Sunday, July 5, 2009

Banks as financial intermediaries

Financial markets links savers and borrowers. This link is accomplished through either direct finance or indirect finance. Direct finance occurs when savers lend funds directly to borrowers. For example, if you ask a classmate to loan you money to buy a new car and she agrees, you are engaging in direct finance. No third party matched you (the borrower) with your classmate (the lender). In fact, however, direct finance most often involves the assistance of third party, such as a broker, who brings buyer and seller together. When IBM issues new bond, it uses the services of various specialists in the financial markets. The exact procedure need not concern us here; simply note that the ultimate buyers of the IBM bonds will usually engage the services of a broker to arrange the sale. This is one way financial markets facilitate direct finance.
In contrast, indirect finance involves a particular type of middleman a third party who stands between the borrower and the lender. This middleman is called financial intermediary, and his or her role is to accumulate funds from various savers and lend those funds to borrowers. Banks are financial intermediaries because they accept deposits and lend those funds to borrowers. Credit union and savings and loan associations also are financial intermediaries. Less obviously, life insurance companies and pensions accumulate savings and lend those funds to borrowers, thus performing the role of financial intermediaries.
In all these cases, the financial intermediary borrows funds from savers and lends them to borrowers. If you obtain a car loan from a bank, the bank is actually loaning you money that other people have on deposit there. The depositors receive interest from the bank; you pay the bank interest on the loan. The bank is in the middle, earning a profit on the difference (margin) between the rate you pay for the loan and the rate it pays depositors.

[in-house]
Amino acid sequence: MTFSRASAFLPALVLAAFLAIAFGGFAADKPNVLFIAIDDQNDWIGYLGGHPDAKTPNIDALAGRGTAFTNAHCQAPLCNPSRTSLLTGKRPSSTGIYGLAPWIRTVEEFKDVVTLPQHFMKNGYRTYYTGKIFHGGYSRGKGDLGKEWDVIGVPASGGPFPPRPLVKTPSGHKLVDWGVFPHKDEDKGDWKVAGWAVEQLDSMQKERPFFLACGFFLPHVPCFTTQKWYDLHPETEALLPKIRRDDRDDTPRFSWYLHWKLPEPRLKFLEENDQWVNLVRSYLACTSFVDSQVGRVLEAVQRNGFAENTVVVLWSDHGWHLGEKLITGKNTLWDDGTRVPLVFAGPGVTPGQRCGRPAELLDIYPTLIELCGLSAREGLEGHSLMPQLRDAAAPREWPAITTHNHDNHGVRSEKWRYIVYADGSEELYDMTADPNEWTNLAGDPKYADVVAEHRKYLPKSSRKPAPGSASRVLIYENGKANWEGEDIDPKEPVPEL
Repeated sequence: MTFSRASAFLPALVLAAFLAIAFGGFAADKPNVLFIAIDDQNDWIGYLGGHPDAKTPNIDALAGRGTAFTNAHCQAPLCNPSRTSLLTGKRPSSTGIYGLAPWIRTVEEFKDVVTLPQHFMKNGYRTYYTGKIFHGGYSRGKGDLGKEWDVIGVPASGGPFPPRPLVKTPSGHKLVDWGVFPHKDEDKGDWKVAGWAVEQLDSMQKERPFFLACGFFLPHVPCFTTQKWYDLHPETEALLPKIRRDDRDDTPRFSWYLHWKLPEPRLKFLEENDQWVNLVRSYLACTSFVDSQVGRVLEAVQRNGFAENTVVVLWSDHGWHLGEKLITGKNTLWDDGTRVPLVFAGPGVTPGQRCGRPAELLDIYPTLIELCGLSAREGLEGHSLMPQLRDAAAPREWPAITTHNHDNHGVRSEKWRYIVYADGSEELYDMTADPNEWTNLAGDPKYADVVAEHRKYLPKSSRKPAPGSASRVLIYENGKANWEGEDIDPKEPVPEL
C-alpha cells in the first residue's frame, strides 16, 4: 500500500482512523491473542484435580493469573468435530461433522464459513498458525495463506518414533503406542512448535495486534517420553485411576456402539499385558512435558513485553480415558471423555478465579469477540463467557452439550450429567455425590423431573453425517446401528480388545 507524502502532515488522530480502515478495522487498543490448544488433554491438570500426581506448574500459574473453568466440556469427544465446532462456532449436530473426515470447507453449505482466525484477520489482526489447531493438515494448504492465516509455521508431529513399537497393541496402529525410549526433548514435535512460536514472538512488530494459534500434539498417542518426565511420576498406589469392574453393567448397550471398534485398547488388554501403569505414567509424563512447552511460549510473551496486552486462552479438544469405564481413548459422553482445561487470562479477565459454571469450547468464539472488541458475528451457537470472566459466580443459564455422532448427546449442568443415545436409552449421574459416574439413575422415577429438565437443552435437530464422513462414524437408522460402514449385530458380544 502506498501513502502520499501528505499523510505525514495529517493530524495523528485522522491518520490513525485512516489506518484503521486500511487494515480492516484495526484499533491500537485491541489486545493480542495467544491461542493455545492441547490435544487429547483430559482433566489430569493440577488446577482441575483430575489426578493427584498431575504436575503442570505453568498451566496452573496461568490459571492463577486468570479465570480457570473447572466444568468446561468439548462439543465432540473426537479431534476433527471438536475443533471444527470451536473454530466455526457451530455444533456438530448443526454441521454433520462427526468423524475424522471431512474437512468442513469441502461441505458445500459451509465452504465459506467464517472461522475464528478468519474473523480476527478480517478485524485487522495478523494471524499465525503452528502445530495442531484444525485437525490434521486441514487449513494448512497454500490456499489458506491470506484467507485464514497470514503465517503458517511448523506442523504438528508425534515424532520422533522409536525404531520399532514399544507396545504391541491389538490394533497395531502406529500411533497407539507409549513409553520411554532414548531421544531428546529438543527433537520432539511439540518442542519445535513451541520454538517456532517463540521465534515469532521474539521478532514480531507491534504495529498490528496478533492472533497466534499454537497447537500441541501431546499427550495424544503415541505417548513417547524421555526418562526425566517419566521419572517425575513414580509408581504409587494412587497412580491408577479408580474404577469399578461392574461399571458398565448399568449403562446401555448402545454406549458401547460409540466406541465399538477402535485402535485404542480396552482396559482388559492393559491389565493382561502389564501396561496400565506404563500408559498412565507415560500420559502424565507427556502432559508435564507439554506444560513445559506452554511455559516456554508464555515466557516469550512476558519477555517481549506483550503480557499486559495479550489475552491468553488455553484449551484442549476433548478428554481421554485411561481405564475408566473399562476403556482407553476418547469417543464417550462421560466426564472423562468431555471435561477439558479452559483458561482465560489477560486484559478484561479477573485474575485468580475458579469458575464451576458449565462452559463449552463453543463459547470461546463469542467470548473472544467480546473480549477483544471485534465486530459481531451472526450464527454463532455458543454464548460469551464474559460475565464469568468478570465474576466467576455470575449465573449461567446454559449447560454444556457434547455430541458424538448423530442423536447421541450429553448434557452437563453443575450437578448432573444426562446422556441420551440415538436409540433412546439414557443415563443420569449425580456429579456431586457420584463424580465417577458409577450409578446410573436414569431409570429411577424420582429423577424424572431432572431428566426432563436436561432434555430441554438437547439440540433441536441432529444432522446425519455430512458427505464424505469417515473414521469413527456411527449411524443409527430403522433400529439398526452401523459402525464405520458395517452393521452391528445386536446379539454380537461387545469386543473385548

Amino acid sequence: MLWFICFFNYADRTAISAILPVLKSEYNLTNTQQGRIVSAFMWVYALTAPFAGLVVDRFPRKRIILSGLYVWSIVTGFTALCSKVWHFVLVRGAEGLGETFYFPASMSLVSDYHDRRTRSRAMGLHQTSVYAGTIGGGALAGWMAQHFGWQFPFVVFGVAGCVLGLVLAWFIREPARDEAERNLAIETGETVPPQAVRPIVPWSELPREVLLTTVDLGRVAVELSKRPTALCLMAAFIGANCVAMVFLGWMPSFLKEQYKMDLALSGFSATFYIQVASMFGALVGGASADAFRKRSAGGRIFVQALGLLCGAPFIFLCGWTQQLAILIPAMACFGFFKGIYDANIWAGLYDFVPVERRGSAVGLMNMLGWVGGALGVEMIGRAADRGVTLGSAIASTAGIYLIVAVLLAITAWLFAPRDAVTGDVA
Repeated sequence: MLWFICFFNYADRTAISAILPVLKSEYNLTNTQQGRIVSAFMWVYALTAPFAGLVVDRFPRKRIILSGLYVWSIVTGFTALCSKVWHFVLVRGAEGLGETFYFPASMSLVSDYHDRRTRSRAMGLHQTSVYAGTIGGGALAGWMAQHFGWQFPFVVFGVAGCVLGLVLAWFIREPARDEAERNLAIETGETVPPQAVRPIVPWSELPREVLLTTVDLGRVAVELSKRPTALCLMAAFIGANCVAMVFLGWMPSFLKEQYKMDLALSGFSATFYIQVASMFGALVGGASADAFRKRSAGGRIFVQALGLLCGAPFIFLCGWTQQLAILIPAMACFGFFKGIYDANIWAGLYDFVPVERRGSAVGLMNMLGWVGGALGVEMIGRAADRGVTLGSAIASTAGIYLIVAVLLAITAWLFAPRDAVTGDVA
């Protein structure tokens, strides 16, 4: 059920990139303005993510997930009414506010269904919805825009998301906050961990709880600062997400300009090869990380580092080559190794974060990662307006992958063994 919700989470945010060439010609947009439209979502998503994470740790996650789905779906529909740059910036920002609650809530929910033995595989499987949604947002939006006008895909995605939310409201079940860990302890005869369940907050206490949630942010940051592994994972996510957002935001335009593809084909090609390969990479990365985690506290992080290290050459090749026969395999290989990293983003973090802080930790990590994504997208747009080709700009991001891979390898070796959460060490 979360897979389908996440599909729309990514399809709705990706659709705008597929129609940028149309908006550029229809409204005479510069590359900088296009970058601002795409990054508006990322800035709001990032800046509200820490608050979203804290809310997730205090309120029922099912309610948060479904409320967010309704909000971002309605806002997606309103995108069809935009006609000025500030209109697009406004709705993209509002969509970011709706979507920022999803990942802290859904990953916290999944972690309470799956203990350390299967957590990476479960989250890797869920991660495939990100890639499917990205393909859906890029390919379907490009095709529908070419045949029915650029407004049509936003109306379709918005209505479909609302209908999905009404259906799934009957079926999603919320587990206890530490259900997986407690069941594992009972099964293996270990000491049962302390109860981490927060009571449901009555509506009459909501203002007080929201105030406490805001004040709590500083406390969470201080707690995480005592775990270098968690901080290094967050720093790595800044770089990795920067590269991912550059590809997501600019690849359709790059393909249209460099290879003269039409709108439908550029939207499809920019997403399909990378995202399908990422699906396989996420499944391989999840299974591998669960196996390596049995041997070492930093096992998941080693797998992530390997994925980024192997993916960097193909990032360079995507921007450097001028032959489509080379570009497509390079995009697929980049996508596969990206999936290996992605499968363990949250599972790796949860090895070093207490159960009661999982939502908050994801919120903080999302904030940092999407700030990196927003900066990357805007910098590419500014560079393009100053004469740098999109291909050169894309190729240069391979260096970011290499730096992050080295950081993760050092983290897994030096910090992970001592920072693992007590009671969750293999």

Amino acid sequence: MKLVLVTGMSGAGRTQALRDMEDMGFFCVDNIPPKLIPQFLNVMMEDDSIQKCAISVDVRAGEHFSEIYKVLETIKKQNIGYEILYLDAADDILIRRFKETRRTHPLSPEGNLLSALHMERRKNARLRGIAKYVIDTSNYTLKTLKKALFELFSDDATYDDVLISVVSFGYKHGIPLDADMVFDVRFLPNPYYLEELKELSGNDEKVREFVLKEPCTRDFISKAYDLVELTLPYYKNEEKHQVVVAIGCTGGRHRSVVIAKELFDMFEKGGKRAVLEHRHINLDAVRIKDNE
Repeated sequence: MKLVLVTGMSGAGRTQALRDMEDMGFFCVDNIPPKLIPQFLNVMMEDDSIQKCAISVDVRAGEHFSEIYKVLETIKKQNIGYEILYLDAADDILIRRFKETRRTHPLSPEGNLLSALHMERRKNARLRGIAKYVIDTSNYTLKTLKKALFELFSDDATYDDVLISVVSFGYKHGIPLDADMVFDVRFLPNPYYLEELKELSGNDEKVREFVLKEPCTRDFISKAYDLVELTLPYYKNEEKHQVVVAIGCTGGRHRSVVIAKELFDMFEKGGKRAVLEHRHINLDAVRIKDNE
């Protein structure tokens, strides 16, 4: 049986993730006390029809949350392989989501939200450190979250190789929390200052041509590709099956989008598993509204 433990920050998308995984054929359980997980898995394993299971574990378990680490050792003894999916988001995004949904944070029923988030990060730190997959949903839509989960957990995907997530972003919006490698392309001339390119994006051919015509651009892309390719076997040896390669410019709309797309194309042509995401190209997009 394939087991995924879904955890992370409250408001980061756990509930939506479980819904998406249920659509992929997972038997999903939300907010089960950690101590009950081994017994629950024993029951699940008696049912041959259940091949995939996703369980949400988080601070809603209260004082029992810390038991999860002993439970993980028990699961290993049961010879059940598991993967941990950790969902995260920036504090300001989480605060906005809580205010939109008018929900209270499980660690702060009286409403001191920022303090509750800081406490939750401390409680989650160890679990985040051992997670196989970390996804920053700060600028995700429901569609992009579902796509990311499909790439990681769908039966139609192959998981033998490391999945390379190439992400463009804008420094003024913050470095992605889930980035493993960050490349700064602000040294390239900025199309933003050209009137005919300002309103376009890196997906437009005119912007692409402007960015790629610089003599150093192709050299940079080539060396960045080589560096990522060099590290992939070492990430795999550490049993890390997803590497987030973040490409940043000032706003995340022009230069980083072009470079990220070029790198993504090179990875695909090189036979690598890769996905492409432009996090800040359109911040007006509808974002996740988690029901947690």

There is an important distinction between the function of a financial intermediary and that of a broker. A broker brings together a buyer and a seller of a financial instrument such as a bond, but does not personally issue a bond or otherwise lend to borrower; instead, the broker facilitates the transaction without personally creating a financial instrument. In contrast, a financial intermediary accumulates savers funds and lends them to borrowers by making a loan from itself. Thus, a bank makes a loan to a borrower instead of merely introducing the borrower to one or more depositors and brokering a loan between the two.
Thus, banks and other financial intermediaries are a special kind of middleman. They profit on the difference between the interest rate they pay on deposit and the interest rate they collect on loans. Their function is to repackage depositors' savings into loans to borrowers in the same way a retailer might purchase produce in bulk from produce dealers and repackage it for sale at the supermarket produce counter.
With direct finance, the final lender (here Ross Perot) provide funds directly to the borrower (AT&T). In this case, the role of financial markets is to facilitate the transaction, and Ross Perot will probably rely on a broker to carry it out. With indirect finance, Ross Perot would deposit money in financial intermediary such as Nations Bank, which in turn would make a loan to AT&T. Note that in this case, the financial intermediary is both a borrower (from depositors) and a lender.

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